ROTAVIRUS VACCINE FOR NEONATES

MANUSCRIPT CITATION

Bines JE, At Thobari J, Satria CD, Handley A, Watts E, Cowley D, et al. Human Neonatal Rotavirus Vaccine (RV3-BB) to Target Rotavirus from Birth. New England Journal of Medicine. 2018;378(8):719-30. PMID: 29466164

REVIEWED BY

Dr Kate Hodgson, MB BS(Hons), B.Med.Sci, FRACP
Neonatal Clinical/Research Fellow
The Royal Women’s Hospital, Melbourne, Australia

Dr Linny Kimly Phuong, BPharm (Hons), MBBS, MPH
Infectious Diseases and Microbiology Registrar
The Royal Women’s Hospital, Melbourne, Australia
The Royal Children’s Hospital, Melbourne, Australia

Dr Brett Manley, MB BS(Hons), PhD, FRACP
Consultant Neonatologist, Neonatal Services, The Royal Women’s Hospital, Melbourne, Australia
Senior Lecturer, Department of Obstetrics and Gynaecology, The University of Melbourne, Melbourne, Australia
Honorary Fellow, Murdoch Children’s Research Institute, Melbourne, Australia

TYPE OF INVESTIGATION

Prevention

QUESTION

(P) In healthy term neonates, (I) is an oral human rotavirus vaccine administered on a neonatal schedule or infant schedule (C) more effective than placebo (O) at preventing rotavirus gastroenteritis (T) until age 18 months?

METHODS

  • Design: A randomised, double-blind, parallel group, placebo-controlled trial. Oral human rotavirus vaccine (RV3-BB) was administered on a neonatal schedule (0-5 days, 8 weeks, and 14 weeks of age), or an infant schedule (8 weeks, 14 weeks, and 18 weeks of age), or as a placebo.
  • Allocation: Allocation concealed.
  • Blinding: The study was blinded to participant families, investigators, trial monitors, data managers, statisticians and other trial staff. Pharmacists were not blinded to assignments. Placebo was visually indistinguishable from RV3-BB vaccine.
  • Follow-up period: Weekly telephone contact and monthly visits until 18 months
  • Setting: Primary health centres and hospitals in Central Java and Yogyakarta, Indonesia between Jan 2013- Jul 2016.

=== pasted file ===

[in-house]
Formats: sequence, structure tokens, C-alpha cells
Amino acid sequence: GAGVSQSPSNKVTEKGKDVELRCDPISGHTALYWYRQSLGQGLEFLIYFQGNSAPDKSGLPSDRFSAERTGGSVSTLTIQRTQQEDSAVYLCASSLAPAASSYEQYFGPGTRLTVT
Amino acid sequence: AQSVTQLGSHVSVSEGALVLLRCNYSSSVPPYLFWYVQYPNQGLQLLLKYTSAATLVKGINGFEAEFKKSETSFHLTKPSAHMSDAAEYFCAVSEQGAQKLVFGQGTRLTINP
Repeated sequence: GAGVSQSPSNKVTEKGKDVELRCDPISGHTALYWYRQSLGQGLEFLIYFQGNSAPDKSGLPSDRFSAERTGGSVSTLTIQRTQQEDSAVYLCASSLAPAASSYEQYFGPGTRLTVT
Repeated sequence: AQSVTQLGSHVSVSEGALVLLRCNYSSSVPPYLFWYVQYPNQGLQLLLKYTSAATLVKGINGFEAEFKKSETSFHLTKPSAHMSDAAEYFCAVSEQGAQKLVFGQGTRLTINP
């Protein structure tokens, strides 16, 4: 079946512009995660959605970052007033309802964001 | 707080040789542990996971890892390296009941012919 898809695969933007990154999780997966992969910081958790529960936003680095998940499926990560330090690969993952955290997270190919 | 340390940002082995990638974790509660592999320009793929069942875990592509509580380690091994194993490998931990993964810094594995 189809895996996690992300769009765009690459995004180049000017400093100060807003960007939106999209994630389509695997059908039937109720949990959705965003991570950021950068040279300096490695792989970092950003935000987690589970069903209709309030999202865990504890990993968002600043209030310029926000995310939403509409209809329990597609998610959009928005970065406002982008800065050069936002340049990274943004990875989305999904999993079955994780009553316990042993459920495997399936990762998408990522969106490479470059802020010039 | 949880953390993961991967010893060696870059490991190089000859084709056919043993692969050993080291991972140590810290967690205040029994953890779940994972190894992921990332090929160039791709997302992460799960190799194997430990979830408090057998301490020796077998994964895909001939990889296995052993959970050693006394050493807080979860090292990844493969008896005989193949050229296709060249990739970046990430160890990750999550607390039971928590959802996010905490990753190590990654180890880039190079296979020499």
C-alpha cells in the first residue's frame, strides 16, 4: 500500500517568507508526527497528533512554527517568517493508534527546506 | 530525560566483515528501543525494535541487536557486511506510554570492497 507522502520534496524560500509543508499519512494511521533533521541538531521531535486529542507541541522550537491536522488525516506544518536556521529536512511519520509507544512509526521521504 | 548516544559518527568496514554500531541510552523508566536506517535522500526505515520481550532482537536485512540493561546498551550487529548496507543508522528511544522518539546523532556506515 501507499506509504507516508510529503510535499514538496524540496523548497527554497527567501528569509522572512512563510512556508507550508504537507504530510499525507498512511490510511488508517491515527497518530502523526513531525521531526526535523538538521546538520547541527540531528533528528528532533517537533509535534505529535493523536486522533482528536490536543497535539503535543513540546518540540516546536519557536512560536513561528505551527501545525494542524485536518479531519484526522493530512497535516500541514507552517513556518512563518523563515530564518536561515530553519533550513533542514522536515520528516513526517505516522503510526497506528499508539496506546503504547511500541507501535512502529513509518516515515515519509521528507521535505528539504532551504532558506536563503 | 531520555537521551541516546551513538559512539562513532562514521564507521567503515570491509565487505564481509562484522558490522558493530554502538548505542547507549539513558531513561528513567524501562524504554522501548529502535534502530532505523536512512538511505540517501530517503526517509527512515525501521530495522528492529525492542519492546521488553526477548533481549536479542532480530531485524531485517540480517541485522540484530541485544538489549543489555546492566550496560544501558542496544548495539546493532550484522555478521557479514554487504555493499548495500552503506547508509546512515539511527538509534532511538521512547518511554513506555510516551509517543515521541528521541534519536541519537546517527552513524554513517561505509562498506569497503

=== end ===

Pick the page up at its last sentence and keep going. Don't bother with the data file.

• Patients:
    • Inclusion criteria:
      • Healthy neonate < 144 hours of age at time of first dose
      • Born at term (37-42 weeks’ gestation)
      • Birth weight 2500-4000 g
      • Main place of residence within the catchment areas in Indonesia
    • Exclusion criteria:
      • Any major congenital malformation, genetic disease, or illness
      • Maternal exposure to antenatal glucocorticoids, cytotoxic drugs, or blood products
  • Intervention: Human neonatal rotavirus vaccine (RV3-BB), administered on a neonatal schedule or infant schedule, compared with placebo.
  • Outcomes:
    • Primary outcome: Episodes of severe rotavirus gastroenteritis (defined as rotavirus gastroenteritis with a modified Vesikari score of >11) until 18 months of age in participants who received all four doses of vaccine (either neonatal schedule or infant schedule, per-protocol population)
    • Secondary outcomes: 
      • Efficacy against severe rotavirus gastroenteritis until 18 months of age (intention-to-treat population)
      • Immunogenicity of vaccine
      • Episodes of gastroenteritis (severe and any episodes), according to Vesikari scale, up to 12 months of age
      • Episodes of rotavirus gastroenteritis
      • Safety and tolerability of vaccine
      • Adverse events within 28 days after vaccine administration
  • Analysis and sample size: 1649 infants underwent randomisation (intention-to-treat population) and 1513 participants who received all 4 doses of study drug were used to assess primary efficacy (per-protocol analysis). Using local data, the risk of severe rotavirus gastroenteritis was 3%. The sample size calculation (1647 infants) conferred 80% power to show a difference (reject the null hypothesis) between the combined vaccine group and the placebo group, with a predicted vaccine efficacy of 60%. Hence the predicted severe rotavirus gastroenteritis rate in the combined vaccine group was 1.2%. Vaccine response (serum immune response or shedding of RV3-BB in the stool) was assessed in 282 participants. The authors chose an one-sided alpha level of 0.1. It is unclear why this unconventional significance level was chosen, perhaps in order to limit the sample size required for the trial. Nevertheless, the results obtained for the primary outcome and vaccine efficacy had a far lower p values than this, therefore the interpretation of the results is unchanged.